“How to Examine a Wolverine” by Philipp Schott, 2021, ECW Press, 288 pages, $15.95
Those folks you spend time with can be quite a handful.
The guy down the hall snorts when he laughs. There’s a growler in the lunchroom, someone leaves a trail of hair everywhere, and one guy you know likes to shred tissue like a naughty puppy. It’s always something with that group, but as in the new memoir, “How to Examine a Wolverine” by Dr. Philipp Schott, a veterinarian, at least nobody bites.
One thing, it seems, always leads to another, doesn’t it? One day, Schott was using a blog as an “outlet” for his creativity while he was working as a veterinarian. Seemingly the next day, he was an author of a book, then two books because he said, “Veterinary medicine really is a story engine.”
An engine for stories of dogs like Rascal Rabbit 1 through 4, so-named because all four pups were identical in appearance and their owners liked the name. Schott writes of dog versus skunk, porcupine and beaver, and what to do if Fido fights with something feral. He tells tales of dogs who needed surgery, balding poodles, flatulent labs, dogs who lived long lives and (grab the tissues) dogs that left their humans much too soon.
Schott writes about cats in his second section: snugglers and loners, catnip fanatics and kittens with energy to burn. He tells the story of George, a “big ... friendly” orange tabby, and Blizzard, who took down multiple vet techs before he got his treatment. Schott tells the tale of Brrt, who gave himself a name and of the cat who saved Schott’s daughter.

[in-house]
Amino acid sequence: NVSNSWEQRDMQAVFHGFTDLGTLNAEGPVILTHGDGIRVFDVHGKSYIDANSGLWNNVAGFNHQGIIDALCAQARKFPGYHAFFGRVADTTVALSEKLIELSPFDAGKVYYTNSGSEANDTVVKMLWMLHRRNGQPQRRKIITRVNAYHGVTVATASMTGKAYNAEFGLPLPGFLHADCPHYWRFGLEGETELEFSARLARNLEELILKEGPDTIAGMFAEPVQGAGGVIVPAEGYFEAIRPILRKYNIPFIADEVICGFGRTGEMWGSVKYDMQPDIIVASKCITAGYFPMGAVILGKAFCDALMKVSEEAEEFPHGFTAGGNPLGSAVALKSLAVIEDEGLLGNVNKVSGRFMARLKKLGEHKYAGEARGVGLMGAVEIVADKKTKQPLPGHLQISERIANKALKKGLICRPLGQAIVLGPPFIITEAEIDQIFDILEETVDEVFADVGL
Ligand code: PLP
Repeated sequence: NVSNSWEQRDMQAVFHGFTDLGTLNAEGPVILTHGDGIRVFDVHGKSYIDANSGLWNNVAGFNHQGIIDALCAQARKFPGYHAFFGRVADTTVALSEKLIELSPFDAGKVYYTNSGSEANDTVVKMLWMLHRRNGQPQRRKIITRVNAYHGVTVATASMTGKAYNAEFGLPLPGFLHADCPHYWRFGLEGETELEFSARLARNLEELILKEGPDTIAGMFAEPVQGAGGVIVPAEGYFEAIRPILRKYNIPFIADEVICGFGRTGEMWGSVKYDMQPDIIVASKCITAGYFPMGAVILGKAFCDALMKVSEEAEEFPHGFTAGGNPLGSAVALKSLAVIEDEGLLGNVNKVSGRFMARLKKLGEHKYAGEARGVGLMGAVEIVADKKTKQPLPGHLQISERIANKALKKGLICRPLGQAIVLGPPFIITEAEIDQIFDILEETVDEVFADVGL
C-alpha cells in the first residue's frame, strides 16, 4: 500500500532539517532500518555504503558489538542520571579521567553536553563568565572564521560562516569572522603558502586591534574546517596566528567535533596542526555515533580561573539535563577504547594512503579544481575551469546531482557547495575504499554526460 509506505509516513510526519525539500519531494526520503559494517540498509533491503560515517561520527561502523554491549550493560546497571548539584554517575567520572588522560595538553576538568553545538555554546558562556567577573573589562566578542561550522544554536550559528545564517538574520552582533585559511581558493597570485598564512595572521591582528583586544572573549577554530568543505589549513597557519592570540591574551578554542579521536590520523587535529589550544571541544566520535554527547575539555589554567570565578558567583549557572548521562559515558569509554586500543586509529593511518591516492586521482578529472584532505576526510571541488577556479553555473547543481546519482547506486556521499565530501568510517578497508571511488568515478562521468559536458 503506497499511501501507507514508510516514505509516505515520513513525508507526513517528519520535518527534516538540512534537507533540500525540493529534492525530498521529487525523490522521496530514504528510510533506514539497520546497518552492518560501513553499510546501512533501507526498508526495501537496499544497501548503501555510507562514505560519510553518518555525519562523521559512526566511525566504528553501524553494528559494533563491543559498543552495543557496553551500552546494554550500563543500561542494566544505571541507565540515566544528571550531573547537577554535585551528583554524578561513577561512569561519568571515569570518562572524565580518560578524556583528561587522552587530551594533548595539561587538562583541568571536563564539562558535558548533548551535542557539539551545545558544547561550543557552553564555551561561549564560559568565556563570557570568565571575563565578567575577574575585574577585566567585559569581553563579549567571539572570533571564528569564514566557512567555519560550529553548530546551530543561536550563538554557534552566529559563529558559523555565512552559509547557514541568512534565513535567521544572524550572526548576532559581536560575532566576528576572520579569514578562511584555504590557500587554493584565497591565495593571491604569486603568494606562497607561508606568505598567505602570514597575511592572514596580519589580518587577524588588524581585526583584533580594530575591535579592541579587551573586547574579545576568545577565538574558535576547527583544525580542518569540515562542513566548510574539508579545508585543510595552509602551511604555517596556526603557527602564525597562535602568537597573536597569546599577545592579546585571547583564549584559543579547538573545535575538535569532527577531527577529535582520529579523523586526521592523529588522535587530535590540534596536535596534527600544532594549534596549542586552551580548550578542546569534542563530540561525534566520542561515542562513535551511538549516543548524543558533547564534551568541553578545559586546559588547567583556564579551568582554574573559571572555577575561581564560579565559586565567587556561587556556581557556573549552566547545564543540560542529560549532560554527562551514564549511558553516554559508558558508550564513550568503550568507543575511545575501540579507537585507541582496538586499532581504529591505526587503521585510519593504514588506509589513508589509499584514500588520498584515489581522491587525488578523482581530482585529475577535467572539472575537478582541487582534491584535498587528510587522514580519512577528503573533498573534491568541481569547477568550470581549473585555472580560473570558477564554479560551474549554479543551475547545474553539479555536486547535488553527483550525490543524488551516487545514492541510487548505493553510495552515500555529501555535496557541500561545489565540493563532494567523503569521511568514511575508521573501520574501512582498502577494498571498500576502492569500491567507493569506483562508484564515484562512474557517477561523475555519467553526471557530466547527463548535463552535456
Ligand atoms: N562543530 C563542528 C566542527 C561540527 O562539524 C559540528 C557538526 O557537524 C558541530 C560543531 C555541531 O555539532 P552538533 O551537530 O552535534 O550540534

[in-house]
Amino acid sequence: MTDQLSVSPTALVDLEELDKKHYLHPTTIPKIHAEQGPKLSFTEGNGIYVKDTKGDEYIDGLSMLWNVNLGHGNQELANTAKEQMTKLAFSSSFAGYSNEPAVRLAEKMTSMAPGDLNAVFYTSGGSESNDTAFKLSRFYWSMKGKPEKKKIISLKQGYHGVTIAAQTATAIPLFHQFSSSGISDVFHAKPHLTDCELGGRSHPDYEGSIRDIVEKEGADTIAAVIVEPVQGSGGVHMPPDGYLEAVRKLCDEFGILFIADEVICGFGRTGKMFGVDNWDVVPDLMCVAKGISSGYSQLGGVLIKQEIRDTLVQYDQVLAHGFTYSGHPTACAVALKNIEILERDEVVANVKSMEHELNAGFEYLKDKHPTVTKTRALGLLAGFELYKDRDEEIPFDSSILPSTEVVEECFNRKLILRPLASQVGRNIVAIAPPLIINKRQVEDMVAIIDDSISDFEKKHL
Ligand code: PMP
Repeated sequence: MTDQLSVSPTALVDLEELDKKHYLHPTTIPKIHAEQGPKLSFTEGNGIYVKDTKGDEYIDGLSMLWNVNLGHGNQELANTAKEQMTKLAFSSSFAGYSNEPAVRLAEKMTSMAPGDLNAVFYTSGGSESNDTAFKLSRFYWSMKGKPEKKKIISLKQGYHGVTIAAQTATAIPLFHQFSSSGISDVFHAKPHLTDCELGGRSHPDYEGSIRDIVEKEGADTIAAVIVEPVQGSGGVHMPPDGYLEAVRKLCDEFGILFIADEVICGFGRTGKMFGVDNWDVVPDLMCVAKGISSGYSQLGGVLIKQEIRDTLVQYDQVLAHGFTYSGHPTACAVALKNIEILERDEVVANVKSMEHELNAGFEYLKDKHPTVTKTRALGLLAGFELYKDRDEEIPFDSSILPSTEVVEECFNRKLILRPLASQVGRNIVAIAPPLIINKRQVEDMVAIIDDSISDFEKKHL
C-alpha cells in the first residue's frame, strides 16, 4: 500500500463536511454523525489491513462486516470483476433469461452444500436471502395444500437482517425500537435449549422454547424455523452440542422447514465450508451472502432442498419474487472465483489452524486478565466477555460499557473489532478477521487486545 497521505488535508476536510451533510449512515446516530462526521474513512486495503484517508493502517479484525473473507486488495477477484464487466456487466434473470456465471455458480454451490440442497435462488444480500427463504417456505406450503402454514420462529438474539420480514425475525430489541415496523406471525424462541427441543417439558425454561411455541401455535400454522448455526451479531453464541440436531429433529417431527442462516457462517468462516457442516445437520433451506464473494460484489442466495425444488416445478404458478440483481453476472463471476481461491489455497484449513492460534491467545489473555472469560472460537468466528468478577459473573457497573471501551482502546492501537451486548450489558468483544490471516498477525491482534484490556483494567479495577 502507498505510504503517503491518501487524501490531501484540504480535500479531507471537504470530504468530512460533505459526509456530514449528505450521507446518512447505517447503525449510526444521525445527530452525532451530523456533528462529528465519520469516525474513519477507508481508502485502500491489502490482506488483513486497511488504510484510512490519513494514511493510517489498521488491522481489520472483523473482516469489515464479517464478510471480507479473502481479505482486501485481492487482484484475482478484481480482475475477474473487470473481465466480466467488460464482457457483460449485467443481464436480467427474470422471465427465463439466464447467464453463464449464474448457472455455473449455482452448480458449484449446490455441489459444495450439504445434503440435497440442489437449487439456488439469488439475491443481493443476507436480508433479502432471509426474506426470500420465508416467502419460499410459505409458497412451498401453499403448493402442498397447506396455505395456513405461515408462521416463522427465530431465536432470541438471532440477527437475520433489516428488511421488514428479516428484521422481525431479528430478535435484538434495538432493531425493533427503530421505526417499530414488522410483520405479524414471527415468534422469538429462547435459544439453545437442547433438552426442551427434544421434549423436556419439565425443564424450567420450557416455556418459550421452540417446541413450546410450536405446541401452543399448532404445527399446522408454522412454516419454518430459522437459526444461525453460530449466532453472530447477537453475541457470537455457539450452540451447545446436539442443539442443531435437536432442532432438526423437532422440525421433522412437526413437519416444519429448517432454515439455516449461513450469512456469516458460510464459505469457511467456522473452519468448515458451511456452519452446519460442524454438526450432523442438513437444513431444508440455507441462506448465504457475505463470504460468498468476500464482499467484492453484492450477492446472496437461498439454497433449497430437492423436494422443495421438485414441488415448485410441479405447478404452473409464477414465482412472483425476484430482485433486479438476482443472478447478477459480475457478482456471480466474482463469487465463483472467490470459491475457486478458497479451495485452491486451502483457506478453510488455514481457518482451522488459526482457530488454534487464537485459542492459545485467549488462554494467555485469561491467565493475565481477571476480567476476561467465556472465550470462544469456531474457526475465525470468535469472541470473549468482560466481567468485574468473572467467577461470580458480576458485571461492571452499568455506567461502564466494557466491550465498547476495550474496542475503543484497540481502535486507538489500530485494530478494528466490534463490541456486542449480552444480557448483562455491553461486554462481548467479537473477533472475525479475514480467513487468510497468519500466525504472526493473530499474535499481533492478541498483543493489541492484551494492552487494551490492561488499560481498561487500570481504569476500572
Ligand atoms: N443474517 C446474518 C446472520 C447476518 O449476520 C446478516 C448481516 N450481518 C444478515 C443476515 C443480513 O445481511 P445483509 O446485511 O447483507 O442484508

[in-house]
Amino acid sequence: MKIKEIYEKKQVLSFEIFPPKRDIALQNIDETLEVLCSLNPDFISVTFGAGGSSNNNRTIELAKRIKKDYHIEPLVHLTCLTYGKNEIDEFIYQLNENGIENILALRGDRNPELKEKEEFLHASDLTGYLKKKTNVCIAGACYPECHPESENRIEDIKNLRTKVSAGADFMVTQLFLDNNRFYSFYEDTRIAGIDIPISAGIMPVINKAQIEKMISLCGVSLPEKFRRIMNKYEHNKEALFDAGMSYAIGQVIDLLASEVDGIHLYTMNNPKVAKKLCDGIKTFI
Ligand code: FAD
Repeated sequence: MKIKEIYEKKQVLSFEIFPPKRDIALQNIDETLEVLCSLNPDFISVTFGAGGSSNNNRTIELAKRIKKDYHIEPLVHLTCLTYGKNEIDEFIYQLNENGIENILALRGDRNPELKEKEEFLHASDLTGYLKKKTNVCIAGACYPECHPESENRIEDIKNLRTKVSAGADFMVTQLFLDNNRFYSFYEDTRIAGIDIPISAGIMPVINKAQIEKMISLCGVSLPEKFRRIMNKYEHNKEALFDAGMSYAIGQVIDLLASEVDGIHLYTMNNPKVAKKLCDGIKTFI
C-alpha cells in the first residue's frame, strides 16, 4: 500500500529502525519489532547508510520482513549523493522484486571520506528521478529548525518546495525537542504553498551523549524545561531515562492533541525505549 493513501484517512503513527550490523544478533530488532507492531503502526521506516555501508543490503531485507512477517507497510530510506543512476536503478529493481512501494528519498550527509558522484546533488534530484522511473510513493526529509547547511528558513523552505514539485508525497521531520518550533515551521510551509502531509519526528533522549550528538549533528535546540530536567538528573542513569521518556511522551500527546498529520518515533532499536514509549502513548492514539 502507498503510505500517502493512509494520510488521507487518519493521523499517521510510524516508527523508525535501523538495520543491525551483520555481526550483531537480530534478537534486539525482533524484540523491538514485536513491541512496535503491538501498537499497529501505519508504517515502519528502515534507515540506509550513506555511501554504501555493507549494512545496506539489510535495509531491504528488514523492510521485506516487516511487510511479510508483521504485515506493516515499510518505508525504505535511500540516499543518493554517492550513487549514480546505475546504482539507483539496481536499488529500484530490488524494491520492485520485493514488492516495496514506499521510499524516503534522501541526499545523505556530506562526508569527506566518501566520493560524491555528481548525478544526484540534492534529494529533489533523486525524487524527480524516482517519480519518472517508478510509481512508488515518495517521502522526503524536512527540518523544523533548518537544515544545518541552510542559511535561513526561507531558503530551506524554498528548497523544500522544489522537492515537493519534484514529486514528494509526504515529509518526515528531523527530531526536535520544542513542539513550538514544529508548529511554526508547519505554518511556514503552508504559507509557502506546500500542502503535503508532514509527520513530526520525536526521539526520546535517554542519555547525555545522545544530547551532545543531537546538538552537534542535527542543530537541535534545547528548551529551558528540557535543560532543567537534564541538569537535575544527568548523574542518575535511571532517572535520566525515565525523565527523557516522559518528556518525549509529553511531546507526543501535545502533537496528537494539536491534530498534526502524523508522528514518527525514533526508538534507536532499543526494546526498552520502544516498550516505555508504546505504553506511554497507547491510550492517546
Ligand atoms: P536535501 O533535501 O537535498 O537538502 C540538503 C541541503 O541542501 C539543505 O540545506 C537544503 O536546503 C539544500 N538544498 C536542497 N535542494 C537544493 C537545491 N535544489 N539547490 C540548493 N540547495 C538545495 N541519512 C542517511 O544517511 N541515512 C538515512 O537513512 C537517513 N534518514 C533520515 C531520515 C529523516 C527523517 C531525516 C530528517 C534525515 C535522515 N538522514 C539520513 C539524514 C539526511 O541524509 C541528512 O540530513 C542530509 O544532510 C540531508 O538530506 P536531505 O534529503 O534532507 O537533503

More tales: of Hank Ramirez the Hamster and his 10-year-old owner, who loved him very much. Of screaming clients, of learning to make a sheep sit (and a dare to say that three times, fast), of ferrets and wolverines, snakes, mice, of specializing in small-animal care versus large-animal care, and what it’s like to be a veterinarian.
And what animal lover hasn’t dreamed of that? You have, and you will again when you start “How to Examine a Wolverine,” but don’t quit your day job yet.
While the stories here are blue-ribbon perfect for anyone who loves four-footed, furry creatures, Schott takes this book a few dozen hoofprints past your everyday household fur-kids. That can be serious business, literally: Schott tells tales of running an animal clinic that some clients seem to think operates under separate rules than do other businesses.
He’s as honest in sharing the bad parts of being a veterinarian, as if to wave away any wannabe without will, as he is to share the stellar parts of the job. Curiously enough, those former category stories very well might become your favorites.
Then again, it’s going to be hard to pick the best of the brief tales inside this book. You might favor the dog stories. You might more enjoy the cat tales. You may want more from the “other beasts” section. However you like it, “How to Examine a Wolverine” is a good little handful to have.